With Russia banned from track and field due to a doping scandal, medal projections for Olympic powers such as the United States and China must be adjusted accordingly.
There are almost as many ways to bet on the 2016 Rio Olympics, which commence Friday, as there are events in the Summer Games. To no surprise, the United States is a huge -600 favorite on the odds to win the most gold medals at sportsbooks monitored by OddsShark.com, with China listed at +325. The absence of the Russian team will be a greater boon to the Americans, the stronger track-and-field nation, than it will be to China.
The over/under on the Americans’ performances are 42.5 gold medals and 103.5 total medals. Four years ago in London, the final tally was 46 and 103. Whatever the United States picks up in athletics could be handed back in the pool, where it might be in tough to pick up 30-some medals again. Michael Phelps, Ryan Lochte and Missy Franklin are past their peaks, and neither American 4×100 freestyle relay is favored for gold.
In 2012, Great Britain’s heavy investment in Olympic sports paid off with 29 golds and 65 medals overall. Former host nations often get a bump for one or two cycles, but Britain’s total is 18.5 gold medals. That might be predicated on a belief it would be hard to win eight golds in cycling without home-soil advantage.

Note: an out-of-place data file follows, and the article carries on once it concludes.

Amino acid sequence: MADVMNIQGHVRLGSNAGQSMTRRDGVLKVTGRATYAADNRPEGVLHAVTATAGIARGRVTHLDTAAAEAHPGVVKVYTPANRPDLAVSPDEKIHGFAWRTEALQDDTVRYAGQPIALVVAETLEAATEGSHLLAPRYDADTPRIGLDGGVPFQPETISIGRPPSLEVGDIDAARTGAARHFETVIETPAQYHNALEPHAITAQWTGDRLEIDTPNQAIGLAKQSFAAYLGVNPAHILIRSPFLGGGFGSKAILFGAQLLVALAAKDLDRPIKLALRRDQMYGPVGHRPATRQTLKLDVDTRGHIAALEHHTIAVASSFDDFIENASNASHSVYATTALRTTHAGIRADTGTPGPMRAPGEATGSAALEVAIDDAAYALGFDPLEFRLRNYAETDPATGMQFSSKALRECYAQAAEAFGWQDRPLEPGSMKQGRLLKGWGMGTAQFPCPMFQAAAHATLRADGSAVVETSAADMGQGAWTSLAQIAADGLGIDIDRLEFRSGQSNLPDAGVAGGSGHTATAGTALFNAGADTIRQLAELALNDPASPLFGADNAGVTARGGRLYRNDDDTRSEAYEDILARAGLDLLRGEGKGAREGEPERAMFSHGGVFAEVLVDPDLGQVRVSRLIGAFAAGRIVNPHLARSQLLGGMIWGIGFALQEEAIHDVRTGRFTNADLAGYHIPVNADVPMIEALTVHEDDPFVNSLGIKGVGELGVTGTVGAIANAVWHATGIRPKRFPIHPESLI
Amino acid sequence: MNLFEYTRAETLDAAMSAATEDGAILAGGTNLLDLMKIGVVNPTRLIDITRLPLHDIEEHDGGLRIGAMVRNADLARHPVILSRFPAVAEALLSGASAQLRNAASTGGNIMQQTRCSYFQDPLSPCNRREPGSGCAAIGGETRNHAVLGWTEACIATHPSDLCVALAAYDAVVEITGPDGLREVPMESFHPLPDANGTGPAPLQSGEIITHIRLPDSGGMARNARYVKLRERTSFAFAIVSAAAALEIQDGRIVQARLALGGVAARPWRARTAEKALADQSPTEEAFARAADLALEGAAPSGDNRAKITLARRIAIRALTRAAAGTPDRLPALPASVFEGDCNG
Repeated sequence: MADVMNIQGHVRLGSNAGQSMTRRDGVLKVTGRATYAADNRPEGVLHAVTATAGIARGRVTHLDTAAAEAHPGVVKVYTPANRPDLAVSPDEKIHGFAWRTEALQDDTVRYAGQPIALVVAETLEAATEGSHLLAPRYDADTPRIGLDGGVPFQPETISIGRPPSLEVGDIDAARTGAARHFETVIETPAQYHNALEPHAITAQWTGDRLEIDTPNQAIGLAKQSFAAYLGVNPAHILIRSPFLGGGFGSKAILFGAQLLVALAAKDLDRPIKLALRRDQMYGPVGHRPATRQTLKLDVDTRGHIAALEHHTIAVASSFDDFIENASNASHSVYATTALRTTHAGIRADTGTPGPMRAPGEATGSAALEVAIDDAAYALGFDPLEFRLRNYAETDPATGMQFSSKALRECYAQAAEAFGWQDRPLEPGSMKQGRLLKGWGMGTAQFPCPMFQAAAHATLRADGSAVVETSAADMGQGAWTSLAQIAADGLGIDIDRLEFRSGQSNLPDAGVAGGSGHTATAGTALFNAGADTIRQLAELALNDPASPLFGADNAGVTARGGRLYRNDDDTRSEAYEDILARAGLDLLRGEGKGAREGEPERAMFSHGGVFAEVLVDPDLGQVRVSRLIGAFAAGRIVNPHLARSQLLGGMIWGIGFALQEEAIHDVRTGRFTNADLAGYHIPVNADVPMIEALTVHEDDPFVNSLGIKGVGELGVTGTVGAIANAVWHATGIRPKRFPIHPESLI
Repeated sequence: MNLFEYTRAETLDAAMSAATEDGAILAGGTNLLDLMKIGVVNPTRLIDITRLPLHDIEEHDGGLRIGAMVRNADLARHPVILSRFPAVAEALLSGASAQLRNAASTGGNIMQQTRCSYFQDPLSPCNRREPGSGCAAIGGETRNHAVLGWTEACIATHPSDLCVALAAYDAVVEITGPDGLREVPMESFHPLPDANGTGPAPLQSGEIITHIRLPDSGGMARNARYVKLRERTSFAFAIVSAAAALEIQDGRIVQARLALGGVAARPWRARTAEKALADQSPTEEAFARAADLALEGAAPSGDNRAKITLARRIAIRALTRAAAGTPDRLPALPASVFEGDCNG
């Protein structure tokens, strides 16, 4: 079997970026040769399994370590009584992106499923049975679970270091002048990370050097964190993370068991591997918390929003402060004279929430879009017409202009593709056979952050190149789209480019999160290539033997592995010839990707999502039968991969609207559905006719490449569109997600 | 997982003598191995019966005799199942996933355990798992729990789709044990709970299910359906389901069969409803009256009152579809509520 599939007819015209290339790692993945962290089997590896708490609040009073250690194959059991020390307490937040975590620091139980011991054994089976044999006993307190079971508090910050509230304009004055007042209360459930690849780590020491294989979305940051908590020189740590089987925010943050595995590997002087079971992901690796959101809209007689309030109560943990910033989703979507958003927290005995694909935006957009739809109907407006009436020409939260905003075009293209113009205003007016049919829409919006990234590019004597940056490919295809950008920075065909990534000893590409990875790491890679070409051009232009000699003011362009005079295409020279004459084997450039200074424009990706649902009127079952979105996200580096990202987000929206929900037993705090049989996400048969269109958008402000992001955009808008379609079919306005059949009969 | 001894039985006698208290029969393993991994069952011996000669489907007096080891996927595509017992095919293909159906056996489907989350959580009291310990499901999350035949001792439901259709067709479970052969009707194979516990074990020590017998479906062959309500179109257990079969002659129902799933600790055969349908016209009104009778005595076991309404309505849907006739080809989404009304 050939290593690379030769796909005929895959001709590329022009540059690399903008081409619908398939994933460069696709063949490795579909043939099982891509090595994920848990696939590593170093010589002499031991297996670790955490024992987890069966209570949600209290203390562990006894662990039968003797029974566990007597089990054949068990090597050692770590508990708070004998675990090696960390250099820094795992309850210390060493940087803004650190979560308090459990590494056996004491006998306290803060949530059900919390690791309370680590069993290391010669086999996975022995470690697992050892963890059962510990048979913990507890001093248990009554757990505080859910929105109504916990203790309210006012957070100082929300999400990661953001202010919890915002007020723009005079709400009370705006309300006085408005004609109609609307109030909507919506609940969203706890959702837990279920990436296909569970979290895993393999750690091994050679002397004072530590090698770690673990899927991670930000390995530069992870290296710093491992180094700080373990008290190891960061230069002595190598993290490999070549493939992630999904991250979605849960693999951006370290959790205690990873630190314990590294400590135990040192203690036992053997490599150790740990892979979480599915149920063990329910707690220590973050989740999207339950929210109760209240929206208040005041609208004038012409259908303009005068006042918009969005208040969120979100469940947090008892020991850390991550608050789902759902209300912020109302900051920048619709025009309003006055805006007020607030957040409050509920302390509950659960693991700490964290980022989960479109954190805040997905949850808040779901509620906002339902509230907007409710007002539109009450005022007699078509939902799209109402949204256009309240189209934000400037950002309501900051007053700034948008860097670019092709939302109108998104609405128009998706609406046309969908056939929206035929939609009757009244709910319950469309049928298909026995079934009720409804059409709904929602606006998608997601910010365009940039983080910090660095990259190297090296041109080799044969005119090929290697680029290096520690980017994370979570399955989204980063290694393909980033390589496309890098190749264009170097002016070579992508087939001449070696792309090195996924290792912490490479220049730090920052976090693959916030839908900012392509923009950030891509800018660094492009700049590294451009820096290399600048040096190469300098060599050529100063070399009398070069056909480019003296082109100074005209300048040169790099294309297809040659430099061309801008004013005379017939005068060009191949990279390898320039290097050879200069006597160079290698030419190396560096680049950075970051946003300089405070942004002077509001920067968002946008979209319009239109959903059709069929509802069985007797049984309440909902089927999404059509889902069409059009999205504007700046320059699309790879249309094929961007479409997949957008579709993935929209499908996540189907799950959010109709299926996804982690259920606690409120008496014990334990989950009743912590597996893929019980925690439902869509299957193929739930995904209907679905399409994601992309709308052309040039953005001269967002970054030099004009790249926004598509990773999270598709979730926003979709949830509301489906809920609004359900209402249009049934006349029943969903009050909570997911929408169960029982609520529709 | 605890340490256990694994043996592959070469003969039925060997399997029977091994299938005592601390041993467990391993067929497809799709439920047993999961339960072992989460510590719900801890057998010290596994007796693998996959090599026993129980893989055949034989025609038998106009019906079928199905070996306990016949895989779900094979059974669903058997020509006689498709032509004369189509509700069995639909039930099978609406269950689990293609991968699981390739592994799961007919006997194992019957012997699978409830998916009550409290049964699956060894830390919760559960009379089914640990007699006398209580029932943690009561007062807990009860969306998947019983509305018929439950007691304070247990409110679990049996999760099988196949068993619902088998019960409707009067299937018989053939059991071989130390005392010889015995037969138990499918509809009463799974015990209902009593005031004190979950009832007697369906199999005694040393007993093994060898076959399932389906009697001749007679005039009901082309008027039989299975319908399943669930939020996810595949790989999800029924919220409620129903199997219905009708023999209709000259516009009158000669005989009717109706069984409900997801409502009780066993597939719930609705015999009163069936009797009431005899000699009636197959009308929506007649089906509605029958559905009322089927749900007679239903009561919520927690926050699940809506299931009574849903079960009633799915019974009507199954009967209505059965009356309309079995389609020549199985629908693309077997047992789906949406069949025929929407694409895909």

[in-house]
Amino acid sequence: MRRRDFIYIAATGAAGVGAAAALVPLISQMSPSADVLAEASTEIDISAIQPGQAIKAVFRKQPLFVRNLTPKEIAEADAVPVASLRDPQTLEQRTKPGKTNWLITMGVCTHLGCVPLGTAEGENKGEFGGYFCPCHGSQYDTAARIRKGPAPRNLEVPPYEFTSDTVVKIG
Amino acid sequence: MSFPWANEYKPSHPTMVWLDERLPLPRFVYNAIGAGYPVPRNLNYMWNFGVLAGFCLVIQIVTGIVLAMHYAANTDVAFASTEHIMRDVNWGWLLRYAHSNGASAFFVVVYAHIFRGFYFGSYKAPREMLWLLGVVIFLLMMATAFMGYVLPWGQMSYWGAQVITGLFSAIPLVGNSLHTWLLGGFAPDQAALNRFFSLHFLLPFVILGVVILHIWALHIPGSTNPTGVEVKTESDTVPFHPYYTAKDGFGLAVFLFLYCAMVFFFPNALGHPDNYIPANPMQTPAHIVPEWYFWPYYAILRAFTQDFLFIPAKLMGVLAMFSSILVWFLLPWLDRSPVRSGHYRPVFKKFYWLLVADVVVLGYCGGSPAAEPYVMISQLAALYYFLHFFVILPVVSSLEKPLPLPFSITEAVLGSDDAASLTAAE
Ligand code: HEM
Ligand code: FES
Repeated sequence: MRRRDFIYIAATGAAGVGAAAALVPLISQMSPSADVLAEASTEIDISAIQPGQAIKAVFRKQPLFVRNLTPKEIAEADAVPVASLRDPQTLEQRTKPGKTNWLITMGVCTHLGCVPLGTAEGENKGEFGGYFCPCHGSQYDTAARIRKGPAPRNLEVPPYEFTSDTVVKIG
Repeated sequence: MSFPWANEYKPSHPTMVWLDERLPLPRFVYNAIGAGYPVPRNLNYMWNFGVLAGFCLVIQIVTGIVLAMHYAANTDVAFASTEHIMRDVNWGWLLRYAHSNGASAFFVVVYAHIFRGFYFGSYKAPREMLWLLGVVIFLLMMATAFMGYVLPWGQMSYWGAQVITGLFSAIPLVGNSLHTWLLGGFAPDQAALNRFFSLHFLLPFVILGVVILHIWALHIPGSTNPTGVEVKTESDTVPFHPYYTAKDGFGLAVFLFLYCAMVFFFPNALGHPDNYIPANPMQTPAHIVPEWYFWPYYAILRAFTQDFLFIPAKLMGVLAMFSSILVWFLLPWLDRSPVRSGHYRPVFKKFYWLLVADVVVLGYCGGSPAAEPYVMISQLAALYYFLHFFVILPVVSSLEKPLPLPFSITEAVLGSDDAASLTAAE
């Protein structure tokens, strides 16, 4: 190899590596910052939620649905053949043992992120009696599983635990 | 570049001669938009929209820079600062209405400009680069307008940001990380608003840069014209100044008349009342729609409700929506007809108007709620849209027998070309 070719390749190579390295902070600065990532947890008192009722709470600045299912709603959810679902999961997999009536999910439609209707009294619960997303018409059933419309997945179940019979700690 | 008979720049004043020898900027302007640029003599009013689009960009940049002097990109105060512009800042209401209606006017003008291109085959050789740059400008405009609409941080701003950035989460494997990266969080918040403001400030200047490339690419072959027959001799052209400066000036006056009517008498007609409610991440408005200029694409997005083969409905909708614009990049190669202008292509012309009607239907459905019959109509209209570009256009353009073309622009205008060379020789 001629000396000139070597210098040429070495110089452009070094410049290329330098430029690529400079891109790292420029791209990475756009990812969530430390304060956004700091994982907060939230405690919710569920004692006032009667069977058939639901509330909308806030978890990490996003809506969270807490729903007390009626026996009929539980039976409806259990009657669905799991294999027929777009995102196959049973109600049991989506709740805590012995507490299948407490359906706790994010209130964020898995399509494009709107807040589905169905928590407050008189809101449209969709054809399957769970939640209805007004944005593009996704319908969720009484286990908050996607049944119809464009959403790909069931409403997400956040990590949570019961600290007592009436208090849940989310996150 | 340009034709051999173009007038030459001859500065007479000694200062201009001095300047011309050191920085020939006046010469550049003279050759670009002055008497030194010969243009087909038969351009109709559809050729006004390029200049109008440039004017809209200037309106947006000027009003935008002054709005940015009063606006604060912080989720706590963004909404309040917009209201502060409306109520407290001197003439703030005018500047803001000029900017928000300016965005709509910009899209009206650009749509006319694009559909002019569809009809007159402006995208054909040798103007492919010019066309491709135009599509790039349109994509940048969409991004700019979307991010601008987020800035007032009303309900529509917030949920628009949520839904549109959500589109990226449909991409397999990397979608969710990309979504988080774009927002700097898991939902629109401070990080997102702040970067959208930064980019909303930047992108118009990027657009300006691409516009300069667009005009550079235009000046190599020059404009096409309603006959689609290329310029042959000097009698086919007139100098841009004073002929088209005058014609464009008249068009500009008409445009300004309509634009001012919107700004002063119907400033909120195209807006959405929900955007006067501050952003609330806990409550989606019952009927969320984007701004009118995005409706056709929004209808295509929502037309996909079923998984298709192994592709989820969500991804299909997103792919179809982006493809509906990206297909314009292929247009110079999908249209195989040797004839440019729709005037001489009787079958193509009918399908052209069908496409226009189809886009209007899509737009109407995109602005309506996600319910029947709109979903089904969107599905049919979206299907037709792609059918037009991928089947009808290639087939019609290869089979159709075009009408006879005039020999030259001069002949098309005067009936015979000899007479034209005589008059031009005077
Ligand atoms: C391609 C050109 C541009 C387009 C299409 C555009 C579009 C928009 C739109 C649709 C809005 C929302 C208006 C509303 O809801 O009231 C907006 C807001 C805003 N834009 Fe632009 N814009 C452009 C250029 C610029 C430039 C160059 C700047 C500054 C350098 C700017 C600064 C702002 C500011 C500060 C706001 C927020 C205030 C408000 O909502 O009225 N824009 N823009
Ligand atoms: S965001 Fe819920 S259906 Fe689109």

America’s northern neighbor, Canada, had just a single gold in 2012. However, having U.S. Women’s Open champion Brooke Henderson in the inaugural women’s golf tournament could help Canada beat its total of 2.5 golds. Canada has an over/under of 17.5 medals.
Usain Bolt is still just 30 years old, and is attempting to become the first man to win the 100 metres three times in a row, while also shooting for the sprinter’s hat trick of golds in the 100, 200 and 4×100 relay. Bolt is listed at -200 odds on the men’s 100-m futures board, with Justin Gatlin listed at +165 and Bolt’s Jamaican countryman Yohan Blake at +1100. Bolt is a bigger favorite for the 200 at -300, with Gatlin listed at +325 and American LaShawn Merritt at +750. Historically, repeat medal winners are more common in the 200.
Something to ponder is how much name recognition factors into props in certain events – as the saying goes, no one remembers No. 2. While Team GB’s Mo Farah, for instance, is -400 to defend his gold in the men’s 10,000, Kenyan Geoffrey Kipsang (+425) will have two teammates in the race to pressure the 33-year-old Farah.